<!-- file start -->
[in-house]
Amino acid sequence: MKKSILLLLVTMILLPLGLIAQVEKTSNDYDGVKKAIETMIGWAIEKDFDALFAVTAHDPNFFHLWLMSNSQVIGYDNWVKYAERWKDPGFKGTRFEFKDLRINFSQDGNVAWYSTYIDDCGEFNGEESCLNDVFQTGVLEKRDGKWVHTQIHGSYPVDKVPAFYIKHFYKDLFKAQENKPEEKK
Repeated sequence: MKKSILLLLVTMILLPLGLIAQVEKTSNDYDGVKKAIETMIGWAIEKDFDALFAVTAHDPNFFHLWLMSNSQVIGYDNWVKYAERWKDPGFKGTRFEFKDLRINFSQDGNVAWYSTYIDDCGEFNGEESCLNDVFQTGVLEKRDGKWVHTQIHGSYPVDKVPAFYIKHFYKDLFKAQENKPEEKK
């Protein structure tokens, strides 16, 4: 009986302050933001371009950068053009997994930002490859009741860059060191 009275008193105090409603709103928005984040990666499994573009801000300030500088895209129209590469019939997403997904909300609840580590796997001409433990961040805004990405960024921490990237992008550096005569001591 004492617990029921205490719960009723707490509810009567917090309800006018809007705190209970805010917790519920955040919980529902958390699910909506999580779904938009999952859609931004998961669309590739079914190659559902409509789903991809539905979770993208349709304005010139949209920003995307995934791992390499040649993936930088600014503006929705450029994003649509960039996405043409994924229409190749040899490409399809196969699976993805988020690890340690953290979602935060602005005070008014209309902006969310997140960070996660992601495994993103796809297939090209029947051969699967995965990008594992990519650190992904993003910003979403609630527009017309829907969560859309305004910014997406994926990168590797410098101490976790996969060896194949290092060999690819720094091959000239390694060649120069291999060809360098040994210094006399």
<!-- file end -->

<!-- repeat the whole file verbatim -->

[in-house]
Amino acid sequence: MKKSILLLLVTMILLPLGLIAQVEKTSNDYDGVKKAIETMIGWAIEKDFDALFAVTAHDPNFFHLWLMSNSQVIGYDNWVKYAERWKDPGFKGTRFEFKDLRINFSQDGNVAWYSTYIDDCGEFNGEESCLNDVFQTGVLEKRDGKWVHTQIHGSYPVDKVPAFYIKHFYKDLFKAQENKPEEKK
Repeated sequence: MKKSILLLLVTMILLPLGLIAQVEKTSNDYDGVKKAIETMIGWAIEKDFDALFAVTAHDPNFFHLWLMSNSQVIGYDNWVKYAERWKDPGFKGTRFEFKDLRINFSQDGNVAWYSTYIDDCGEFNGEESCLNDVFQTGVLEKRDGKWVHTQIHGSYPVDKVPAFYIKHFYKDLFKAQENKPEEKK
């Protein structure tokens, strides 16, 4: 009986302050933001371009950068053009997994930002490859009741860059060191 009275008193105090409603709103928005984040990666499994573009801000300030500088895209129209590469019939997403997904909300609840580590796997001409433990961040805004990405960024921490990237992008550096005569001591 004492617990029921205490719960009723707490509810009567917090309800006018809007705190209970805010917790519920955040919980529902958390699910909506999580779904938009999952859609931004998961669309590739079914190659559902409509789903991809539905979770993208349709304005010139949209920003995307995934791992390499040649993936930088600014503006929705450029994003649509960039996405043409994924229409190749040899490409399809196969699976993805988020690890340690953290979602935060602005005070008014209309902006969310997140960070996660992601495994993103796809297939090209029947051969699967995965990008594992990519650190992904993003910003979403609630527009017309829907969560859309305004910014997406994926990168590797410098101490976790996969060896194949290092060999690819720094091959000239390694060649120069291999060809360098040994210094006399």